FILE- This April 20, 2011, file photo shows some of the 30,000 solar panels that make up the Public Service Company of New Mexico’s new 2-megawatt photovoltaic array in Albuquerque, N.M. Some in the U.S. solar-power industry are hoping a decision this week by President Donald Trump doesn’t bring on an eclipse. Companies that install solar-power systems for homeowners and utilities are bracing for Trump’s call on whether to slap tariffs on imported panels. The solar business in the U.S. has boomed in recent years, driven by falling prices for panels, thanks in part to cheap imports. That has made solar power more competitive with electricity generated from coal and natural gas. (AP Photo/Susan Montoya Bryan,File)
WASHINGTON (AP) — The Latest on President Donald Trump’s tariffs on imported solar panels and washing machines (all times local):
Mexico says it regrets the United States’ decision not to exclude it from tariffs on imported washing machines and solar panels.
It says it will "use all available legal resources in response to the U.S. decision." It says its inclusion in the application of protections is "regrettable" given the U.S. International Trade Commission determined no damage exists to U.S. industry as a consequence of imports of Mexican washing machines.
U.S. President Donald Trump says approving the tariffs will help U.S. manufacturers. The Republican casts Monday’s decision as part of his pledge to put American companies and jobs first.
His administration is imposing an immediate tariff of 30 percent on most imported solar modules, with the rate declining before phasing out after four years. For large residential washing machines, tariffs will start at up to 50 percent and phase out after three years.
An association representing solar installers says a U.S. tariff on solar panels will lead to the delay or cancellation of billions of dollars of investment in solar energy.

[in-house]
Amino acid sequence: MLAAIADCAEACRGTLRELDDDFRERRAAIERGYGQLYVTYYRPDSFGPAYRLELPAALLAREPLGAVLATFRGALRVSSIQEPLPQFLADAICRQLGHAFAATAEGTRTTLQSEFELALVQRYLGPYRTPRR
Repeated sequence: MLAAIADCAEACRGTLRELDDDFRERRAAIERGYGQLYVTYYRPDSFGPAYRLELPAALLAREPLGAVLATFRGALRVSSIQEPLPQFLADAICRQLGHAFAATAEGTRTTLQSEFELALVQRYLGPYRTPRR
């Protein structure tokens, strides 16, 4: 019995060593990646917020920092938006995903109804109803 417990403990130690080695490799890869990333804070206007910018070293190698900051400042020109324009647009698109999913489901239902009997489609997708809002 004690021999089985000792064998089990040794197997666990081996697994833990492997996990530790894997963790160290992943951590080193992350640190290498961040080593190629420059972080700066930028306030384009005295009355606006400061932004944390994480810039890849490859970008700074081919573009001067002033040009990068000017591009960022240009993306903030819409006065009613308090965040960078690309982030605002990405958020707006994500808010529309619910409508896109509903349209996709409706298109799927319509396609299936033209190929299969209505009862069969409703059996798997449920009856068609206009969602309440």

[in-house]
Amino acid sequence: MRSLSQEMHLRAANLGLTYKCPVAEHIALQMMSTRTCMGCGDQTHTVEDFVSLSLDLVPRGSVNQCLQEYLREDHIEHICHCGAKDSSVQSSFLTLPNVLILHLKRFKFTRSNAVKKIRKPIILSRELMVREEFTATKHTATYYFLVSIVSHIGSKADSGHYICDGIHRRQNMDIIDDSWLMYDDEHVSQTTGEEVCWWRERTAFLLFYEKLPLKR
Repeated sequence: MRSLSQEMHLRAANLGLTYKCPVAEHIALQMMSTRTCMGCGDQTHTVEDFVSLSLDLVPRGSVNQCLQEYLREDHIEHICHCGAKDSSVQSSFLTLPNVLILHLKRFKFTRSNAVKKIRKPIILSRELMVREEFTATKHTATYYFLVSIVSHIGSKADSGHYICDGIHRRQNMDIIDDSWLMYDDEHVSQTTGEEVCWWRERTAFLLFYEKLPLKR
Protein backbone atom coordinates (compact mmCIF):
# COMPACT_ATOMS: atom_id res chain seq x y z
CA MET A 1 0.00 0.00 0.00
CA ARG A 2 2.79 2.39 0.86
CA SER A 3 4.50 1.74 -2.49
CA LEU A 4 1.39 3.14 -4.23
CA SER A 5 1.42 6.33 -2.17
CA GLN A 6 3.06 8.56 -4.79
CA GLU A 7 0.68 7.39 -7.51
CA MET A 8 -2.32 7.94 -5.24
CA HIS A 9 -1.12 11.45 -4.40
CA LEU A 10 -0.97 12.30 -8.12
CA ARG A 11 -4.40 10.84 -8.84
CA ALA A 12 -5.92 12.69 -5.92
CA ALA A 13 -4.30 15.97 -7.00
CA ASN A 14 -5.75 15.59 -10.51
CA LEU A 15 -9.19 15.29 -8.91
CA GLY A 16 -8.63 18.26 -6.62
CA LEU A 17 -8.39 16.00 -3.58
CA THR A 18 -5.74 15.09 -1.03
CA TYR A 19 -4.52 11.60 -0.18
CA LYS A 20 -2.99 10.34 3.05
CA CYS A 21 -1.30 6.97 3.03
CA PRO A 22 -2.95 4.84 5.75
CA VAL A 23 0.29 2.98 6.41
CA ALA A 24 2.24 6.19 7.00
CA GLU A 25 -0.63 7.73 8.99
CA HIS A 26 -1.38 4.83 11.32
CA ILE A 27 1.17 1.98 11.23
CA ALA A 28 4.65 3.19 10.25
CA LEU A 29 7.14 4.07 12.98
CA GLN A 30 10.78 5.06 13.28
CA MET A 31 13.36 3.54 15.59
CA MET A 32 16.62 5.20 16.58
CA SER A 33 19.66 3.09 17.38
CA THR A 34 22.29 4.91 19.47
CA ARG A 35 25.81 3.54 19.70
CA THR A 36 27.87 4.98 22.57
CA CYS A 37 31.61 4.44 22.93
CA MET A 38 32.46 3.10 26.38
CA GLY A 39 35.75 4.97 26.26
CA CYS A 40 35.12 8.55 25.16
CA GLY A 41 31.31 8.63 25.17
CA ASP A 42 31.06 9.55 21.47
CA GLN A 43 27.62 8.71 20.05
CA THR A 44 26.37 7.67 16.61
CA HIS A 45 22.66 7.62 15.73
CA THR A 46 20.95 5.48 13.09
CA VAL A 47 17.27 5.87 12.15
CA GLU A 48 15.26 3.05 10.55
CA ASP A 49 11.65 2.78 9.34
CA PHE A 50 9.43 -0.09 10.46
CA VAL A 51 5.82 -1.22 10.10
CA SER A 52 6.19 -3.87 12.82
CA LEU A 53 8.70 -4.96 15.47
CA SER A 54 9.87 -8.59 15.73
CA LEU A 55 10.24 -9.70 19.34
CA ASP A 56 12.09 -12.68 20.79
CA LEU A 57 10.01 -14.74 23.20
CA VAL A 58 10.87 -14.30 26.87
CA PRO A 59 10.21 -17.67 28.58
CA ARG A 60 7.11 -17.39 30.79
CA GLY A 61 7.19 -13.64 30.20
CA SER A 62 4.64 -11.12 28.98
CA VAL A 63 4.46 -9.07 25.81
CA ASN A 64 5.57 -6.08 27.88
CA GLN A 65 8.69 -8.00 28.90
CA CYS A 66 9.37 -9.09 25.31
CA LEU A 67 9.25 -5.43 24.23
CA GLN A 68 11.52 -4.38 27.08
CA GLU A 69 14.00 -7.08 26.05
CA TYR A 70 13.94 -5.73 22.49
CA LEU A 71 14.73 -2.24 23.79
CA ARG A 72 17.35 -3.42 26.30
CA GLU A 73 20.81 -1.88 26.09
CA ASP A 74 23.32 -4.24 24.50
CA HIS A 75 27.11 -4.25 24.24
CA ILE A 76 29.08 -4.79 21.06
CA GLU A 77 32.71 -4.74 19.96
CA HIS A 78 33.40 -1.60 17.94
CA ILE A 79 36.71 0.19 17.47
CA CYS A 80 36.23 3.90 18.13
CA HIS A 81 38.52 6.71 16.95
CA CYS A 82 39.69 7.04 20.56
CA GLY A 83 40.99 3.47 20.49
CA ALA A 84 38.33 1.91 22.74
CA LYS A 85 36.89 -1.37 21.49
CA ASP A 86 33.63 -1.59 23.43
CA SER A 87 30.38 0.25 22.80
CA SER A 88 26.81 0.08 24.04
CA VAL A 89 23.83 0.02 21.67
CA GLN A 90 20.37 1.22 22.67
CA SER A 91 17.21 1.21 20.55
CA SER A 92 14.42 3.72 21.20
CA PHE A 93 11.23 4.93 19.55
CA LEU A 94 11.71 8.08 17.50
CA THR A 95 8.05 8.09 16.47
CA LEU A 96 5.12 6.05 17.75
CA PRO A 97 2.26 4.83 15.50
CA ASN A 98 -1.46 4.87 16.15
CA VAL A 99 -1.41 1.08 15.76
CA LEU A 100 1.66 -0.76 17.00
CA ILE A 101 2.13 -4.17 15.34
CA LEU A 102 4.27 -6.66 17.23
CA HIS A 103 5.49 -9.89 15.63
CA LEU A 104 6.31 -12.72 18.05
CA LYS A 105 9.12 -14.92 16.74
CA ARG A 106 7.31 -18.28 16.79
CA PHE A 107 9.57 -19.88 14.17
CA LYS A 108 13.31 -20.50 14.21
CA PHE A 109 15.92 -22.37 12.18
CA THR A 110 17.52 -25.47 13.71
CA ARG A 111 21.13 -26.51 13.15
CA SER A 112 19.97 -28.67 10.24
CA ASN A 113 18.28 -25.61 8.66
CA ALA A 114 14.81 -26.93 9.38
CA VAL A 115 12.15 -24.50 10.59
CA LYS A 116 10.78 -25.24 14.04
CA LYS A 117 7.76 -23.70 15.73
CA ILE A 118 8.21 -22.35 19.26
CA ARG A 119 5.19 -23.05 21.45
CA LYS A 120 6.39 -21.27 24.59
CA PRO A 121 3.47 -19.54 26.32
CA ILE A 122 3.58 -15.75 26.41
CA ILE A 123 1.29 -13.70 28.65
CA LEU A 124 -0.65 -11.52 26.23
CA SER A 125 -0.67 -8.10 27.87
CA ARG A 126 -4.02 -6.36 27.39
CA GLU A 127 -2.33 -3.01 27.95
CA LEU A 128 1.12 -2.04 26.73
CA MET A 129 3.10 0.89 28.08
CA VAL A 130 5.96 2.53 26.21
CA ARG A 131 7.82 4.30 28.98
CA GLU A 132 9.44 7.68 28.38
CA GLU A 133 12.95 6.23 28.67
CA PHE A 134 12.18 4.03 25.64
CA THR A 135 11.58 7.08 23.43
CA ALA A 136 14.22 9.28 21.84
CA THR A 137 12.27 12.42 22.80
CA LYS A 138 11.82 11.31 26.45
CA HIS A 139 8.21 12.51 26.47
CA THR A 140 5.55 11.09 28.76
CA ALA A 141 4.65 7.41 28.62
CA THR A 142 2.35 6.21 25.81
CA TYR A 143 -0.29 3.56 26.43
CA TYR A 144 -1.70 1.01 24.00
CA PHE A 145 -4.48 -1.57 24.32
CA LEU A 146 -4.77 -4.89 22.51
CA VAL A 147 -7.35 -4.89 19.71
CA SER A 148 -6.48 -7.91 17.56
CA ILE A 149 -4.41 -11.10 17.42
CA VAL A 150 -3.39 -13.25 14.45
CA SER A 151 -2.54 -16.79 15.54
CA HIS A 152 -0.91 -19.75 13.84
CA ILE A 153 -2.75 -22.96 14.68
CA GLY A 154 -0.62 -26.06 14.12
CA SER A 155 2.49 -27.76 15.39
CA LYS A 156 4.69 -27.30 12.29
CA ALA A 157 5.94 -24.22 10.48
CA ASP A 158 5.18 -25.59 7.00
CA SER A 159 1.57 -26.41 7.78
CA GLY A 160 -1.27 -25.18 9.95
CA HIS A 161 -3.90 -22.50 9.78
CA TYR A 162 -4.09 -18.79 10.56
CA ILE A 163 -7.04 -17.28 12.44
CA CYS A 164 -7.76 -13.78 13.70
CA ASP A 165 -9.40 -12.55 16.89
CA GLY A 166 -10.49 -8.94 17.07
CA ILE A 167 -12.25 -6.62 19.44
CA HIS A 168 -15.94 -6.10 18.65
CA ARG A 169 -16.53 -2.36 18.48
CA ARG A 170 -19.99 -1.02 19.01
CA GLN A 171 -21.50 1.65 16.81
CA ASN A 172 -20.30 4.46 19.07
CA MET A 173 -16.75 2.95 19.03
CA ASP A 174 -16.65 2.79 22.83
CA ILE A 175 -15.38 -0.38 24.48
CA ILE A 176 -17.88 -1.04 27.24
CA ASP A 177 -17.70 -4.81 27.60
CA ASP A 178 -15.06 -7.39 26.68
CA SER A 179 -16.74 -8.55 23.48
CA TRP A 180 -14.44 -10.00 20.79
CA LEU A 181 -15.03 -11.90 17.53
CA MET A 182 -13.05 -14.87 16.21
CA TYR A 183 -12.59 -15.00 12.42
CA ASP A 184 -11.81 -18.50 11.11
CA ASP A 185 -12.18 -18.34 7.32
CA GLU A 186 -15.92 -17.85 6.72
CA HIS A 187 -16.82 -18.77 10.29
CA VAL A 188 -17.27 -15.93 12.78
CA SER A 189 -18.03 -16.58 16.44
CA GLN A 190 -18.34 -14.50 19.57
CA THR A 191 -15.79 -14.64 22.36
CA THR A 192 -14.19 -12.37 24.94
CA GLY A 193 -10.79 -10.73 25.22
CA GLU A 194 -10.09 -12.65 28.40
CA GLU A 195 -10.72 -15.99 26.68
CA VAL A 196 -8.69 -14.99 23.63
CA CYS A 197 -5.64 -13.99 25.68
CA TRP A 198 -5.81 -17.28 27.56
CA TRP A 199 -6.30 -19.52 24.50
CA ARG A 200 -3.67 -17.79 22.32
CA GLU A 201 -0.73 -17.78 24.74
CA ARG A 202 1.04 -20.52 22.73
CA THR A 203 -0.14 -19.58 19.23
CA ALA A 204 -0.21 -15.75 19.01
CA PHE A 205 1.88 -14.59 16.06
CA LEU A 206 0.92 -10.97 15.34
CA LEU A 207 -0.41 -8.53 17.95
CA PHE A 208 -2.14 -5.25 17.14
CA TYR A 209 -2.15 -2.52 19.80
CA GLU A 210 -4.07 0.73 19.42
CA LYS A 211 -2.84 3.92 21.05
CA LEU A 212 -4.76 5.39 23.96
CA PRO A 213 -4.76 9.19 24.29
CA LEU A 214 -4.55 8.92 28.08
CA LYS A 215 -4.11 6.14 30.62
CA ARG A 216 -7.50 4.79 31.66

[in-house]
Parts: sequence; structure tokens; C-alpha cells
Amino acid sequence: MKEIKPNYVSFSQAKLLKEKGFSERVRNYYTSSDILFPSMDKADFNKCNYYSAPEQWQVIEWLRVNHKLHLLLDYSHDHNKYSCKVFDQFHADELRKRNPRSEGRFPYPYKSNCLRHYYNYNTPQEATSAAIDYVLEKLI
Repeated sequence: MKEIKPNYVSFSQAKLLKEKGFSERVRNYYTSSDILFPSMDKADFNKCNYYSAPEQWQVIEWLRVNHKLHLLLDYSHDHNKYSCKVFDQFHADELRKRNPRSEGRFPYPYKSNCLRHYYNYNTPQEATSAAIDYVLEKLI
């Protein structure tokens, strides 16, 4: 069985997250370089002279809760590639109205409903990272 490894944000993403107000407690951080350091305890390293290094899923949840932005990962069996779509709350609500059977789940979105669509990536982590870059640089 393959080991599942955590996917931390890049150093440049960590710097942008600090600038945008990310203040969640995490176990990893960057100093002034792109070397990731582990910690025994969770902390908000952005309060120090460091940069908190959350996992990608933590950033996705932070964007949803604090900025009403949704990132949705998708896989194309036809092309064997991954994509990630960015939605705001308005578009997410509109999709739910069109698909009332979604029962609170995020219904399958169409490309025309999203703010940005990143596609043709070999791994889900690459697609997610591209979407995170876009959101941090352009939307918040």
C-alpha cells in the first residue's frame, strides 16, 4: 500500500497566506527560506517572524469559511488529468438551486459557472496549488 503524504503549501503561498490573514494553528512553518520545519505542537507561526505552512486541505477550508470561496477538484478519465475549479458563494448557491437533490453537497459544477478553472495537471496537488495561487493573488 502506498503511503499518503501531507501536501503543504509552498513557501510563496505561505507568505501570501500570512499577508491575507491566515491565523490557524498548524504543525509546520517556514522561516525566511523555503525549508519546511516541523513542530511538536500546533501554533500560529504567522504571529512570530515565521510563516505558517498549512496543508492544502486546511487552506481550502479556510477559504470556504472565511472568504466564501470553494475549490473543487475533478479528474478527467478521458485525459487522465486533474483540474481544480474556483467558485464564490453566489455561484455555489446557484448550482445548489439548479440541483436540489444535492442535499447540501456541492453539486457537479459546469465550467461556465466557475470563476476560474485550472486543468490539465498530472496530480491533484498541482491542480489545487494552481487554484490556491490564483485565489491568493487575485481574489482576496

President Donald Trump said Monday he was approving tariffs on imported solar energy components and large washing machines in a bid to help U.S. manufacturers. The Republican says it’s part of his pledge to put American companies and jobs first.
The Solar Energy Industries Association says the tariff will result in the loss of 23,000 industry jobs this year.
One of the group’s members is Bill Vietas, president of RBI Solar in Cincinnati. He says government tariffs will increase the cost of solar and depress demand, reducing orders and costing manufacturing workers their jobs.
Whirlpool chairman Jeff Fettig say the decision on washing machines will create new manufacturing jobs in Ohio, Kentucky, South Carolina and Tennessee.
President Donald Trump is approving tariffs on imported solar-energy components and large washing machines in a bid to help U.S. manufacturers.
The administration cast Monday’s decisions as part of Trump’s pledge to put American companies and jobs first.
The administration is imposing an immediate tariff of 30 percent on most imported solar modules, with the rate declining before phasing out after four years.
For large residential washing machines, tariffs will start at up to 50 percent and phase out after three years.
The U.S. solar industry is split over the issue. Two small subsidiaries of foreign companies that made solar cells in the U.S. favor tariffs, but a larger number of companies that install solar-power systems say their costs will rise and jobs will be lost.
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January 22, 2018 at 10:31PM